Multi-million rand water conservation initiatives for Amatola Water to address strained infrastructure and address serious water losses
The water scarce province has been losing water at a steady rate through reservoir overflows, valve and tap leaks, vandalized and dilapidated infrastructure among other things. This leads to infrastructure management challenges coupled with a lack of technical skills.
“These water demand management programmes help us to reduce water losses. These interventions are crucial because our water resources are under stress,” says Amatola Water senior water resources manager Sieg Rousseau.
Currently, the utility has offered to assist Buffalo City Municipality (BCM) in Dimbaza which is experiencing substantial water losses as a result of vandalized industrial sites and poor and old plumbing which results in leakages.
“We face a major challenge in Dimbaza where the day and night water flow is the same. In a normal situation, water consumption should decrease substantially at night. This means there are major water leakages which can be resolved if proper measures are put in place.
“On average, the water demand within Dimbaza is about 10 000 cubic meters a day. In the short term we are hoping to bring that down to 8 000 cubic meters per day through pressure control, which represents a 20% saving. This method has been implemented in the Western Cape with great success,” explains Rousseau.
Rousseau says ideally Dimbaza should be using about 7 000 cubic meters a day in the long-term, which is 30% less . If this is successful, BCM would save about R14 000 a day or R5 million a year.
He says households should also be metered to ensure that people use water wisely. The municipalities also have a responsibility to launch water conservation awareness programmes to save water. Currently BCM has embarked on a water conservation awareness programme in Dimbaza to reduce the water losses.
“The challenges are not limited to BCM. There are serious water losses within the Eastern Cape and country-wide. We will also be instituting the same measures in the Peddie scheme which is experiencing similar challenges. People also need to realize that water conservation is a continuous process which involves continued maintenance of infrastructure,” Rousseau adds.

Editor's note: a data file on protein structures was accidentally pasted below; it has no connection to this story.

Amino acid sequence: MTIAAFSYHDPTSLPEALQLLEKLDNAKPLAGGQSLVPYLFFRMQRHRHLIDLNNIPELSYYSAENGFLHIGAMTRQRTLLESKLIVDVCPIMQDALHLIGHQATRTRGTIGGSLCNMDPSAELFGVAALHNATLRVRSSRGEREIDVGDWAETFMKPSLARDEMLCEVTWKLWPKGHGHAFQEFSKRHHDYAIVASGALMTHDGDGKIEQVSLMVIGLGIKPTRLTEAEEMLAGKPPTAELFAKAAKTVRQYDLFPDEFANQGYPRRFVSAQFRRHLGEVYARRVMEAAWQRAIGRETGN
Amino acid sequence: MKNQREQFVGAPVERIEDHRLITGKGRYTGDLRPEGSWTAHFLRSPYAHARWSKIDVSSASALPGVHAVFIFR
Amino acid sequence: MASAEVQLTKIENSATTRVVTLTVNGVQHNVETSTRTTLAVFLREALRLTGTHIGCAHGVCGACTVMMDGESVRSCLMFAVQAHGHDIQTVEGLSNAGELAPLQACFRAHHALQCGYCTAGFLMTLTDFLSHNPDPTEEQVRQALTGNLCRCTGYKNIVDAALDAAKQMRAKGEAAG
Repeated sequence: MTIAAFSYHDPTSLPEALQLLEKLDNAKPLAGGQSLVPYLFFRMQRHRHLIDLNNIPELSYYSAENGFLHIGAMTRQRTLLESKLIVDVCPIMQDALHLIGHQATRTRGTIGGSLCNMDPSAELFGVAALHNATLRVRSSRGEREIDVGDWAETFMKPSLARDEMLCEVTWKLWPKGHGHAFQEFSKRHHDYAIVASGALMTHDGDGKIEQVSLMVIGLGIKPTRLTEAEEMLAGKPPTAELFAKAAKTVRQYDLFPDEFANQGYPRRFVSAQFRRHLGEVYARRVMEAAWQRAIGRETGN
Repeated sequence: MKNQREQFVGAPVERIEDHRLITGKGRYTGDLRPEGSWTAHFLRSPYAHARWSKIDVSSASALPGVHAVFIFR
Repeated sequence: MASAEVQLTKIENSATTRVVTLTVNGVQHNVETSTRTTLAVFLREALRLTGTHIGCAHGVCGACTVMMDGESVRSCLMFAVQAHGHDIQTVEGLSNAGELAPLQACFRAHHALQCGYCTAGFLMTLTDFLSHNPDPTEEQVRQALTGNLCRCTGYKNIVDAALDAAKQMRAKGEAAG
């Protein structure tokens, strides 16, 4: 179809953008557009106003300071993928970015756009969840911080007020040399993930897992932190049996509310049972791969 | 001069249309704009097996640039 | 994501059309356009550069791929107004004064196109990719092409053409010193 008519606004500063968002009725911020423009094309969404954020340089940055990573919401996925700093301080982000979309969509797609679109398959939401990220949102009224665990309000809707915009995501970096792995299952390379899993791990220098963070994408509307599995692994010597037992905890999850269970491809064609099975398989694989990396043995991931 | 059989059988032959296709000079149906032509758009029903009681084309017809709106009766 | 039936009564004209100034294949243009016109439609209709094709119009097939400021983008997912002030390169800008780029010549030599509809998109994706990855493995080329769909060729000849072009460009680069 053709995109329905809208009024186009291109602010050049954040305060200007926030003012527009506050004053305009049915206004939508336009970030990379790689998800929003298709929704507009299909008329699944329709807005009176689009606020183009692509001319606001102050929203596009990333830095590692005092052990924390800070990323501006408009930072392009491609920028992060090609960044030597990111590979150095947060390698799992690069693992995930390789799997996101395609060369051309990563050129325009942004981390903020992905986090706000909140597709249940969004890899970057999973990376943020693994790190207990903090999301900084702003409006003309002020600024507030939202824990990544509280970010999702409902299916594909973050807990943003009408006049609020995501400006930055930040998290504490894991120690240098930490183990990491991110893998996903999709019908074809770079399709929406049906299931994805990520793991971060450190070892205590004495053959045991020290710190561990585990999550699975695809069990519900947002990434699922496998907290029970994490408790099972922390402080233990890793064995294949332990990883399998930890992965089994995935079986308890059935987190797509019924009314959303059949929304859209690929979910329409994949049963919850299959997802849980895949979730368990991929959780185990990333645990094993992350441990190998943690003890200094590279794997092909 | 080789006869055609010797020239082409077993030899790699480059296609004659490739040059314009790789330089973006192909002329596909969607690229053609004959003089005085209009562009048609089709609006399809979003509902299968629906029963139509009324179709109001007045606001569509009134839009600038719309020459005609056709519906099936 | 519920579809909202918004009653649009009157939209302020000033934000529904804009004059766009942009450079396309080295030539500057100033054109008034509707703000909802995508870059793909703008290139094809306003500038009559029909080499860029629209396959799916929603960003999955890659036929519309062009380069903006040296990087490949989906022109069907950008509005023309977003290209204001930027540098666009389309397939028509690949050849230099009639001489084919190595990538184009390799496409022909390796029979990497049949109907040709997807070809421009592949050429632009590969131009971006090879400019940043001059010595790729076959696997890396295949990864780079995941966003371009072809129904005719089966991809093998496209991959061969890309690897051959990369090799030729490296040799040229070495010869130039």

He says the utility has done well since its inception in managing water losses in all its 12 schemes and 21 dams. Currently only 5,65% of water is lost through Amatola Water’s treatment processes and 3,36% of water is lost through its bulk networks which is an achievement that the organization is proud of.
“Water conservation is not only the responsibility of municipalities. Consumers must take responsibility for infrastructure. Sometime you drive through villages and water is running. People break off the brass fittings and sell it as scrap which leads to severe water losses,” he says.
In the last two years, the Department of Water Affairs (DWA) has provided Chris Hani District Municipality (CHDM) with an estimated R3,5 million to implement water-saving interventions in Whittlesea, Middleburg and Lady Frere. The utility has installed 10 bulk water metres in Whittlesea and Lady Frere to cut water losses in these areas. In Lady Frere repairs were made to the pump station, the new reticulation system was reconnected. Problem areas such as leaks and damaged sections of pipes were also identified and resolved.
The water utility installed bulk water metres in Whittlesea and Middelburg, and implemented a retro fitting programme in Whittlesea and Middleburg.
“We did an analysis on the water use of each erf within Middelburg, which assisted us in addressing leaking taps and cisterns, as well as damaged valves in the indigent households,” says Rousseau.
In Middleburg 11 bulk water metres were installed or replaced for bulk water consumers like industry. Rettro fitting was done in 324 houses in Midros, 395 in households in Kwanonzame and Lusaka and in 100 unoccupied houses. Ten bulk water metres were installed in Whittlesea.